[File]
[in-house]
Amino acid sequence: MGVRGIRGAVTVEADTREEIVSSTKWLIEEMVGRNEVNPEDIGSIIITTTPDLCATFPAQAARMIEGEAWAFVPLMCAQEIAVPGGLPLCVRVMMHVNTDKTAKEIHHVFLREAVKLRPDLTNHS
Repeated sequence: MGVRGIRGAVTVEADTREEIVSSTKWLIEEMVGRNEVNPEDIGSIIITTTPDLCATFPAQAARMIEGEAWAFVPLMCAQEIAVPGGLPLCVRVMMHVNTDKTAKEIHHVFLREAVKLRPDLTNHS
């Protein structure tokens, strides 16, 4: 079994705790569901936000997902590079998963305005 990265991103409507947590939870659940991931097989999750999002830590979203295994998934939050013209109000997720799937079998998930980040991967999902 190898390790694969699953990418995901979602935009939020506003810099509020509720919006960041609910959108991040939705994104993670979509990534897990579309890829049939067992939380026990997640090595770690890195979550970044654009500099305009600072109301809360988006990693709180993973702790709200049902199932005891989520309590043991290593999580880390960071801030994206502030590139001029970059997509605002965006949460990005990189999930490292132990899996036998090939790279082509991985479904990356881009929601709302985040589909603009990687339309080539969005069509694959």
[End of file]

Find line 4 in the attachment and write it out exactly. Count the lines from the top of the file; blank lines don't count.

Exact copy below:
């Protein structure tokens, strides 16, 4: 079994705790569901936000997902590079998963305005 990265991103409507947590939870659940991931097989999750999002830590979203295994998934939050013209109000997720799937079998998930980040991967999902 190898390790694969699953990418995901979602935009939020506003810099509020509720919006960041609910959108991040939705994104993670979509990534897990579309890829049939067992939380026990997640090595770690890195979550970044654009500099305009600072109301809360988006990693709180993973702790709200049902199932005891989520309590043991290593999580880390960071801030994206502030590139001029970059997509605002965006949460990005990189999930490292132990899996036998090939790279082509991985479904990356881009929601709302985040589909603009990687339309080539969005069509694959």